DYFED-Powys Police issued more than 1,700 fines during the lockdown period, the force has announced.
Between March 27, when fixed penalty notices (FPN) were introduce, and July 6 the force reported 1,710 people for breaches of travel restrictions.
Almost two thirds of these were individuals who had travelled unnecessarily from outside the force area, with the largest number of tickets being issued in Powys.
Home to popular tourist destinations such as the Brecon Beacons, Powys also covers a huge stretch of the Wales-England border, as well as serving as a gateway between 11 other Welsh counties.
In one weekend in May – when strict travel restrictions were still in place across Wales – officers turned away more than 1,000 cars from the area around Ystradfallte known as ‘waterfall country’.
“Our officers have maintained a consistent approach to engage with the public at every opportunity and explain the regulations, with enforcement only as a last resort,” said Deputy Chief Constable Claire Parmenter.
“This educational approach became even more important as differences emerged between the rules around travel in England and Wales.
“We have worked hard to ensure key workers were able to get to and from work with as little disturbance as possible, while reducing the amount of unnecessary drivers on the roads.
“While largely people have listened to advice from the government, unfortunately we had some instances of people determined to flout the rules.
“The need for enforcement in these cases was clear – we were being asked to stay at home and limit our movement in order to relieve pressure on the NHS, and ultimately provide people with a better opportunity to survive should they be infected with the virus.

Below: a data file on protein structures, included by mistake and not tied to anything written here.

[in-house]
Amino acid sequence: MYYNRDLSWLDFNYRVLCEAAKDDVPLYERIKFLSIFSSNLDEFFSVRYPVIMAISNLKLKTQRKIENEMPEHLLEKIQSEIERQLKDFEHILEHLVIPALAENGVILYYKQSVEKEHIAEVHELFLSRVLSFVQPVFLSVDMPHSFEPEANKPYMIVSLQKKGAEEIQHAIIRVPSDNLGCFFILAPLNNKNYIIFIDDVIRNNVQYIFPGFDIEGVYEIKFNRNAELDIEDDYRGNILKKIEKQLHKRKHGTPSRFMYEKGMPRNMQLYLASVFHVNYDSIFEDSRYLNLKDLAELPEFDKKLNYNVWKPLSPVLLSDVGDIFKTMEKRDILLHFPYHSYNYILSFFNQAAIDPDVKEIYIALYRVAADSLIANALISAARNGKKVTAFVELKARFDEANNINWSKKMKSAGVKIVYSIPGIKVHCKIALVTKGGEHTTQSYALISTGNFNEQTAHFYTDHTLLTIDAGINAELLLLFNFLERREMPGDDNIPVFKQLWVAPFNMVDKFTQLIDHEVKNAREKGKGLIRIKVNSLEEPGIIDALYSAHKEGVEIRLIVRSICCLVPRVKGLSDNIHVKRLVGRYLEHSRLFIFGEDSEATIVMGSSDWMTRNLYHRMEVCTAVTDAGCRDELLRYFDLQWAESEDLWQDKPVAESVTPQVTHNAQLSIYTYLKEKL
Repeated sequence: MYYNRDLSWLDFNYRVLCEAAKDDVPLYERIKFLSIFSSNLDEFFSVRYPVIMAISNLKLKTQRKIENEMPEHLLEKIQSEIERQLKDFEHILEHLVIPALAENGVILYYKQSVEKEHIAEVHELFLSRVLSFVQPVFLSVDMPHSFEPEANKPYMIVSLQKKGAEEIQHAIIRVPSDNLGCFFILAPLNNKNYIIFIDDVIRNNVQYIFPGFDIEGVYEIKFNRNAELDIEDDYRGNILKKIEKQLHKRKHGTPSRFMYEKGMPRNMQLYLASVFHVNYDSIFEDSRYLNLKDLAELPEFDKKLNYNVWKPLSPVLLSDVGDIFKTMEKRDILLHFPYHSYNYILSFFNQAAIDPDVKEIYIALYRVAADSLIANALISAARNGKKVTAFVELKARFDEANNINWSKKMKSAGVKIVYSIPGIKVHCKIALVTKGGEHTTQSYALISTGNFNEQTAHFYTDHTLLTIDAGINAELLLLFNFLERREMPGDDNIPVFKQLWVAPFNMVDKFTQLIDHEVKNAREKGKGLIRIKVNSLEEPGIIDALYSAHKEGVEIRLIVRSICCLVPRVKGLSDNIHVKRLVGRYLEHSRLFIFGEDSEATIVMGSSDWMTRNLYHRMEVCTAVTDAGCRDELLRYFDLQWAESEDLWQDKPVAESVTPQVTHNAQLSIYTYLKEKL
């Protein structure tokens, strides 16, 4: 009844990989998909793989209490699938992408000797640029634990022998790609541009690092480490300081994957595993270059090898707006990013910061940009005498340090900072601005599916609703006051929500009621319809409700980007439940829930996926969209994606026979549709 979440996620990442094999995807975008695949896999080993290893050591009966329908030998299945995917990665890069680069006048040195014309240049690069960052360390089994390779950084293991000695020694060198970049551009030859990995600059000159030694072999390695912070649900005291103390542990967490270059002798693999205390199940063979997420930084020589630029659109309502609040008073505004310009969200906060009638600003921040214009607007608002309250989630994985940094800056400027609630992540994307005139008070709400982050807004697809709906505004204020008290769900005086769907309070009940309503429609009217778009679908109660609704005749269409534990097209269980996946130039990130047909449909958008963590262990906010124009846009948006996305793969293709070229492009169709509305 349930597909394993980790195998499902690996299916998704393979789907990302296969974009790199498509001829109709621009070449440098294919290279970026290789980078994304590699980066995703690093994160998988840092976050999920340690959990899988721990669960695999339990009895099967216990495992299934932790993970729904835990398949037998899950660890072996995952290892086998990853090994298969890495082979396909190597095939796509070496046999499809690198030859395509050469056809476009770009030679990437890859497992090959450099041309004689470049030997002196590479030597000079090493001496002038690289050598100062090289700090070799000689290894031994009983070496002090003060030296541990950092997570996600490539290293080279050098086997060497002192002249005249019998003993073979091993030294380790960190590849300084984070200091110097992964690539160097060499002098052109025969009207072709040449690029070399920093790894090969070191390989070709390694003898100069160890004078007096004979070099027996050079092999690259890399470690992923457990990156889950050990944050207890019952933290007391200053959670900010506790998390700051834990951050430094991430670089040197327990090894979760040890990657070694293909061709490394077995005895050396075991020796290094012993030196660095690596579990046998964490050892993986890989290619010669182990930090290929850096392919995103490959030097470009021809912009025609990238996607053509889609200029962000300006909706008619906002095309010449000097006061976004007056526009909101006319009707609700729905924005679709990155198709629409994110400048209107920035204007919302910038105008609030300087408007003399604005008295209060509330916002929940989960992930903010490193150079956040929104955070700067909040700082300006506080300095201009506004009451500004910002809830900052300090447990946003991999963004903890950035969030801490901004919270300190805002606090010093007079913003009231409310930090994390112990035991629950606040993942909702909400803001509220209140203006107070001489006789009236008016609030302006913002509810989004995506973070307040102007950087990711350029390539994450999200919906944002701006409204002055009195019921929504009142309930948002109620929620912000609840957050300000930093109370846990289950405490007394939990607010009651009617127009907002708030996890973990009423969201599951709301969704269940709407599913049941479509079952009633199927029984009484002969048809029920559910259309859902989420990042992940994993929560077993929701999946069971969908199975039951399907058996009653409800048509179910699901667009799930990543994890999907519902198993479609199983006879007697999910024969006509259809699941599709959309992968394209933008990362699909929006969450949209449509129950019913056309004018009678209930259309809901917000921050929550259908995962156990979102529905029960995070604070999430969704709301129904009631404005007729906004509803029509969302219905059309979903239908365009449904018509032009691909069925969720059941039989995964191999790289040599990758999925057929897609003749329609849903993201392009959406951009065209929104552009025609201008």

“Thanks to this team effort, Wales is now in a position to welcome back visitors safely.”
Travel restrictions officially ended in Wales on Monday (July 6), and from Saturday (July 11) self-contained accommodations can re-open to visitors.
“After so long at home we understand that people will be keen to enjoy the beaches, mountains and countryside of Mid and West Wales once again, and are anticipating a busy weekend ahead,” said DCC Parmenter.
“Our officers look forward to welcoming you, and will be here if you need any help, but we ask that you help us by being respectful of the areas you visit and plan your journey before you set off.”
For top tips on planning your journey click here.
If you need to report an incident while visiting Dyfed-Powys, click here to find out the best way to get in touch:
Always call 999 in an emergency.